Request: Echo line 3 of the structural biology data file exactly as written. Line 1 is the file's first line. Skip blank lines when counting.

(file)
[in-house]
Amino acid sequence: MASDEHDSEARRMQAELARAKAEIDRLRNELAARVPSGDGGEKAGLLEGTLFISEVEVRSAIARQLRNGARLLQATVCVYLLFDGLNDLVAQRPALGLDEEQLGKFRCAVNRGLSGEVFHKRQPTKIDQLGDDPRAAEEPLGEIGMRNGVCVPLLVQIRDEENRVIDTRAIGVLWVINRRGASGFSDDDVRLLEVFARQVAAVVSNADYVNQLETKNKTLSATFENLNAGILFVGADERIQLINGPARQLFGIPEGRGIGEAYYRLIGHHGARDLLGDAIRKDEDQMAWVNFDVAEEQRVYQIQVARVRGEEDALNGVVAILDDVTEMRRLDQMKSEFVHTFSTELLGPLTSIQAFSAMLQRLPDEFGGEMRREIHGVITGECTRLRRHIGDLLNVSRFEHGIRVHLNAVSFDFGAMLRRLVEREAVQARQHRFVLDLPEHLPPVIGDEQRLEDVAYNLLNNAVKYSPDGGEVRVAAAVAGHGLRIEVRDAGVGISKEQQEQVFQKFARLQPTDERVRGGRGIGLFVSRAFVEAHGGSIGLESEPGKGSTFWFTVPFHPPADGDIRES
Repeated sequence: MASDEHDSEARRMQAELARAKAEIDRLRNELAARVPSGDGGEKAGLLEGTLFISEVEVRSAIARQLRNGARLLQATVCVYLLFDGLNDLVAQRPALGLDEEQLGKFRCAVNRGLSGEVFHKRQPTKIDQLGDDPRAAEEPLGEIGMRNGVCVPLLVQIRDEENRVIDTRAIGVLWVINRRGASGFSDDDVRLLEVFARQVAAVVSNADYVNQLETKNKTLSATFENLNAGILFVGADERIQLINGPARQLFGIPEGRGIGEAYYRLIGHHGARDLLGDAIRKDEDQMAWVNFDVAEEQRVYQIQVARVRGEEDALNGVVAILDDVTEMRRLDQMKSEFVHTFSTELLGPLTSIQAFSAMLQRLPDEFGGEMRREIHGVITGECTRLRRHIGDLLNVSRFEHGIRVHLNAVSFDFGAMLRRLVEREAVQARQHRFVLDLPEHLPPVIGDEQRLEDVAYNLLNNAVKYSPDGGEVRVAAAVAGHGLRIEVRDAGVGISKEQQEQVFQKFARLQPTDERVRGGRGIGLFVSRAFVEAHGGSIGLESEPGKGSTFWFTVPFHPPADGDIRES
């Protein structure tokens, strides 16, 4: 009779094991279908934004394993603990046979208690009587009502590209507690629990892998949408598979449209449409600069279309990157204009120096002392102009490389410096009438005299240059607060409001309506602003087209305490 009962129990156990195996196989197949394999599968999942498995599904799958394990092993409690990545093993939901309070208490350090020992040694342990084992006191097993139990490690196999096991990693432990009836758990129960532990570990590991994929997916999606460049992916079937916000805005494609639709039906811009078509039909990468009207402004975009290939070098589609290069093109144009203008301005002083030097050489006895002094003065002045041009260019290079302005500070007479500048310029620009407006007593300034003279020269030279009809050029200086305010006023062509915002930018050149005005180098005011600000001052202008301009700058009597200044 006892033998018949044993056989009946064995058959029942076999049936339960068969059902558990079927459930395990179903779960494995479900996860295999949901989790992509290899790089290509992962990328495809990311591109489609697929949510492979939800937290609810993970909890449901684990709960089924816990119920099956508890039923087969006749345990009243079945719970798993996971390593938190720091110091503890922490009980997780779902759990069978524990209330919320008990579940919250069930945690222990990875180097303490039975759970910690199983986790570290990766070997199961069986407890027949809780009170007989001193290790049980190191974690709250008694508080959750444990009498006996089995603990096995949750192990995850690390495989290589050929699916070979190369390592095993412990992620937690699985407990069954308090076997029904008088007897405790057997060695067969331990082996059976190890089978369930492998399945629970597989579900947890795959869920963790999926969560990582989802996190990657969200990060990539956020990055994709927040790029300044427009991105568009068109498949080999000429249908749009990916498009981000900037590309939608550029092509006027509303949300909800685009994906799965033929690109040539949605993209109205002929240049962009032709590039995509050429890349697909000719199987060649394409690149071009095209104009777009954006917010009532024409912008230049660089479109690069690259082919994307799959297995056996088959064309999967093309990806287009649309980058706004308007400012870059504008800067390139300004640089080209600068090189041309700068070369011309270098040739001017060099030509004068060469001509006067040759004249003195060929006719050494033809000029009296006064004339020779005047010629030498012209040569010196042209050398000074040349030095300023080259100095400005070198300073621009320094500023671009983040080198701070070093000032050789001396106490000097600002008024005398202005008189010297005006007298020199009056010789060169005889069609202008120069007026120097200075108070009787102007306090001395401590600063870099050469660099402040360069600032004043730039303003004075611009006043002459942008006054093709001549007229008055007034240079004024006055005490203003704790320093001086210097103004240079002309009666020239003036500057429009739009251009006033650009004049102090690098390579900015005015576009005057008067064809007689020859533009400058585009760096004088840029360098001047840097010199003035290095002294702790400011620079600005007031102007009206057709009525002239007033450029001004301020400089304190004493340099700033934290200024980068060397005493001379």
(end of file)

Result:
Repeated sequence: MASDEHDSEARRMQAELARAKAEIDRLRNELAARVPSGDGGEKAGLLEGTLFISEVEVRSAIARQLRNGARLLQATVCVYLLFDGLNDLVAQRPALGLDEEQLGKFRCAVNRGLSGEVFHKRQPTKIDQLGDDPRAAEEPLGEIGMRNGVCVPLLVQIRDEENRVIDTRAIGVLWVINRRGASGFSDDDVRLLEVFARQVAAVVSNADYVNQLETKNKTLSATFENLNAGILFVGADERIQLINGPARQLFGIPEGRGIGEAYYRLIGHHGARDLLGDAIRKDEDQMAWVNFDVAEEQRVYQIQVARVRGEEDALNGVVAILDDVTEMRRLDQMKSEFVHTFSTELLGPLTSIQAFSAMLQRLPDEFGGEMRREIHGVITGECTRLRRHIGDLLNVSRFEHGIRVHLNAVSFDFGAMLRRLVEREAVQARQHRFVLDLPEHLPPVIGDEQRLEDVAYNLLNNAVKYSPDGGEVRVAAAVAGHGLRIEVRDAGVGISKEQQEQVFQKFARLQPTDERVRGGRGIGLFVSRAFVEAHGGSIGLESEPGKGSTFWFTVPFHPPADGDIRES